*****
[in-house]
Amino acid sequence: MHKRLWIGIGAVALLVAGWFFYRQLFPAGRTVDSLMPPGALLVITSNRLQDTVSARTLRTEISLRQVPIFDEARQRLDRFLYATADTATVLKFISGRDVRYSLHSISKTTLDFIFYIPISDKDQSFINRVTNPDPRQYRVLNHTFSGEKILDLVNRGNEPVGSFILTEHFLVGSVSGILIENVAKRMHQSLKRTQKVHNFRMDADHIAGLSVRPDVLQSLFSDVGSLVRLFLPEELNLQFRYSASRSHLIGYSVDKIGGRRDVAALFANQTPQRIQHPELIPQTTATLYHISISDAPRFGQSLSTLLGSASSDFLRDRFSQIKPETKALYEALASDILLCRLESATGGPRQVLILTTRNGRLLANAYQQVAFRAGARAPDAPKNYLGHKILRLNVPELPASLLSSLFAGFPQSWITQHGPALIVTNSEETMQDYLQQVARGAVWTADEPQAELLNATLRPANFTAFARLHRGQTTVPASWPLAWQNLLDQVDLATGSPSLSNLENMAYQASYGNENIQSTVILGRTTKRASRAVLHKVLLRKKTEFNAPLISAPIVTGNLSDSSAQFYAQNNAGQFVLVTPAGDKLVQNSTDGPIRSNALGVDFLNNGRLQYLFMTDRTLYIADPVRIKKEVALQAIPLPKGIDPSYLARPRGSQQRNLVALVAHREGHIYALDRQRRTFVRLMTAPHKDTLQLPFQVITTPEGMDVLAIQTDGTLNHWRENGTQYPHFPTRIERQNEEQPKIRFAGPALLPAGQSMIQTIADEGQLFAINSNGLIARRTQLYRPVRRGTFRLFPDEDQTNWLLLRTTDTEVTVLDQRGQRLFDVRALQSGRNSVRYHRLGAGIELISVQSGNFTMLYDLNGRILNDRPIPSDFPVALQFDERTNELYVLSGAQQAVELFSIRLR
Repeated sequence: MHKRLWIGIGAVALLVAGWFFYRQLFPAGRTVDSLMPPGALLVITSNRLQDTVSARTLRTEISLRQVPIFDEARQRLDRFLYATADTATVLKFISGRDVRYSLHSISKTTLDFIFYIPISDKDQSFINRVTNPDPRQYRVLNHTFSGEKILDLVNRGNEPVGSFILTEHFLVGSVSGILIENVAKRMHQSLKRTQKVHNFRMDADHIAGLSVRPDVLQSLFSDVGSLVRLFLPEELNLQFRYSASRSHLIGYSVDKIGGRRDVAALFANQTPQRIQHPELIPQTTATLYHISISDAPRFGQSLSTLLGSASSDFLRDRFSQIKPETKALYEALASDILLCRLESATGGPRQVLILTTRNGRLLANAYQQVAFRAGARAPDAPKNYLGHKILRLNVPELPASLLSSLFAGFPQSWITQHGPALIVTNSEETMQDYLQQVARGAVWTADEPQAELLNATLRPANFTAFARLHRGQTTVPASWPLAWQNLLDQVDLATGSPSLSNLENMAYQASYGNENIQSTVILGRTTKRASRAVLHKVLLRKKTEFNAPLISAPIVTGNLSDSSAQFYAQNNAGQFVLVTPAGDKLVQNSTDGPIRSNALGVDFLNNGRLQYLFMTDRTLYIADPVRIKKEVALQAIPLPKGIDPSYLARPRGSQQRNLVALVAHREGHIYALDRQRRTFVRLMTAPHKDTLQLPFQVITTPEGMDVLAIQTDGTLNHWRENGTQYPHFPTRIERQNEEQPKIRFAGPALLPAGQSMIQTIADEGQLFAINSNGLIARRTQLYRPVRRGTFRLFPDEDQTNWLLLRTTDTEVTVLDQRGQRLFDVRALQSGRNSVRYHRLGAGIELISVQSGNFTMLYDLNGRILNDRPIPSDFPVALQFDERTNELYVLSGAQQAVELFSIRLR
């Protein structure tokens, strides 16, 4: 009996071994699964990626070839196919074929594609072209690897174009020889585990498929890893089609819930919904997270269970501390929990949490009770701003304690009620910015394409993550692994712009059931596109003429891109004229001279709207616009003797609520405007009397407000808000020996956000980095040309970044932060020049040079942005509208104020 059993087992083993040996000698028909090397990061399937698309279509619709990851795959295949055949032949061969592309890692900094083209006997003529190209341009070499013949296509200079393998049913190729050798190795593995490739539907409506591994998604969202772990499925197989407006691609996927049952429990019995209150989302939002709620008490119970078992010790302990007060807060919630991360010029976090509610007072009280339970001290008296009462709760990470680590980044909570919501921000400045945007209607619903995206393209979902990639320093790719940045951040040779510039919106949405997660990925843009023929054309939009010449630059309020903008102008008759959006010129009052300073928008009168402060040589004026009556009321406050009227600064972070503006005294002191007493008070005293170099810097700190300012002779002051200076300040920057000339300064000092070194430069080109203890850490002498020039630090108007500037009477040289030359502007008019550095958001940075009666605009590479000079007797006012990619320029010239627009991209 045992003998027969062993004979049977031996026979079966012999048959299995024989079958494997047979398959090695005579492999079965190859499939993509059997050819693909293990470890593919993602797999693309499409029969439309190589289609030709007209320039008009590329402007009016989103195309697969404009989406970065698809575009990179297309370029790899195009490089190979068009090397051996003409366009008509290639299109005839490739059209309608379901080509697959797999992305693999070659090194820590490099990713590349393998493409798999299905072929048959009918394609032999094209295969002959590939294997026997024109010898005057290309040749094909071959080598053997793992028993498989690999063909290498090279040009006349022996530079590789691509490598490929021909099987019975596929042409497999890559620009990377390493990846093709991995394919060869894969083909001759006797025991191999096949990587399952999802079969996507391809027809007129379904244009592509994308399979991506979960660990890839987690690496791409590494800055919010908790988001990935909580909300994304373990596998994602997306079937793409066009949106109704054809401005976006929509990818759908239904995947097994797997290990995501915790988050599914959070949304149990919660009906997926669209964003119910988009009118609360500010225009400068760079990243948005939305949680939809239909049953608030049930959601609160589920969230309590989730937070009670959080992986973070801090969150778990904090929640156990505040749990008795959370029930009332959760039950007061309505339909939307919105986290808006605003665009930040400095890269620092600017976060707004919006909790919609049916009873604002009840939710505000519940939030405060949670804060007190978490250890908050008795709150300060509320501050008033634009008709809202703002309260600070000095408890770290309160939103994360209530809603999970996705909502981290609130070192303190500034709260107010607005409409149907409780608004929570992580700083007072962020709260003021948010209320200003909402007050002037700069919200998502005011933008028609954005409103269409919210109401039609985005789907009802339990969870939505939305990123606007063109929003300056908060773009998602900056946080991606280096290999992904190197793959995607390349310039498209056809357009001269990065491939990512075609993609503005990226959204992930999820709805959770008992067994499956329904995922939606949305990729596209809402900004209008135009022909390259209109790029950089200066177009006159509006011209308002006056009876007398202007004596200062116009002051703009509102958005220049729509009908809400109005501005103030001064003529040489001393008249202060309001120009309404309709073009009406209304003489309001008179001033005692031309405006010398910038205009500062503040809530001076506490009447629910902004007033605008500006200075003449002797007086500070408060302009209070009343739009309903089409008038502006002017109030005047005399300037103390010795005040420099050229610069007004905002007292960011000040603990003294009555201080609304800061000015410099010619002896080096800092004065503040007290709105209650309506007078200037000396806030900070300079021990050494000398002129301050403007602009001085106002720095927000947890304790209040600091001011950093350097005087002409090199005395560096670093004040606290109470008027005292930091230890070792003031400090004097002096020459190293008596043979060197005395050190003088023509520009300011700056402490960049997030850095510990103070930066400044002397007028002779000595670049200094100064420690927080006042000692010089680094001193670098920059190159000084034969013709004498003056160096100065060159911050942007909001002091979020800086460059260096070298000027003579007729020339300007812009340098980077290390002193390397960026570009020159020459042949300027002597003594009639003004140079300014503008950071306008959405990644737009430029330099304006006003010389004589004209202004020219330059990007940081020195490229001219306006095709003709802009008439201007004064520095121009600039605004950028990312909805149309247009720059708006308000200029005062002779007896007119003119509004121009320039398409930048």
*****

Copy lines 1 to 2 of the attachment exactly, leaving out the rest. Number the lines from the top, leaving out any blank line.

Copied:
[in-house]
Amino acid sequence: MHKRLWIGIGAVALLVAGWFFYRQLFPAGRTVDSLMPPGALLVITSNRLQDTVSARTLRTEISLRQVPIFDEARQRLDRFLYATADTATVLKFISGRDVRYSLHSISKTTLDFIFYIPISDKDQSFINRVTNPDPRQYRVLNHTFSGEKILDLVNRGNEPVGSFILTEHFLVGSVSGILIENVAKRMHQSLKRTQKVHNFRMDADHIAGLSVRPDVLQSLFSDVGSLVRLFLPEELNLQFRYSASRSHLIGYSVDKIGGRRDVAALFANQTPQRIQHPELIPQTTATLYHISISDAPRFGQSLSTLLGSASSDFLRDRFSQIKPETKALYEALASDILLCRLESATGGPRQVLILTTRNGRLLANAYQQVAFRAGARAPDAPKNYLGHKILRLNVPELPASLLSSLFAGFPQSWITQHGPALIVTNSEETMQDYLQQVARGAVWTADEPQAELLNATLRPANFTAFARLHRGQTTVPASWPLAWQNLLDQVDLATGSPSLSNLENMAYQASYGNENIQSTVILGRTTKRASRAVLHKVLLRKKTEFNAPLISAPIVTGNLSDSSAQFYAQNNAGQFVLVTPAGDKLVQNSTDGPIRSNALGVDFLNNGRLQYLFMTDRTLYIADPVRIKKEVALQAIPLPKGIDPSYLARPRGSQQRNLVALVAHREGHIYALDRQRRTFVRLMTAPHKDTLQLPFQVITTPEGMDVLAIQTDGTLNHWRENGTQYPHFPTRIERQNEEQPKIRFAGPALLPAGQSMIQTIADEGQLFAINSNGLIARRTQLYRPVRRGTFRLFPDEDQTNWLLLRTTDTEVTVLDQRGQRLFDVRALQSGRNSVRYHRLGAGIELISVQSGNFTMLYDLNGRILNDRPIPSDFPVALQFDERTNELYVLSGAQQAVELFSIRLR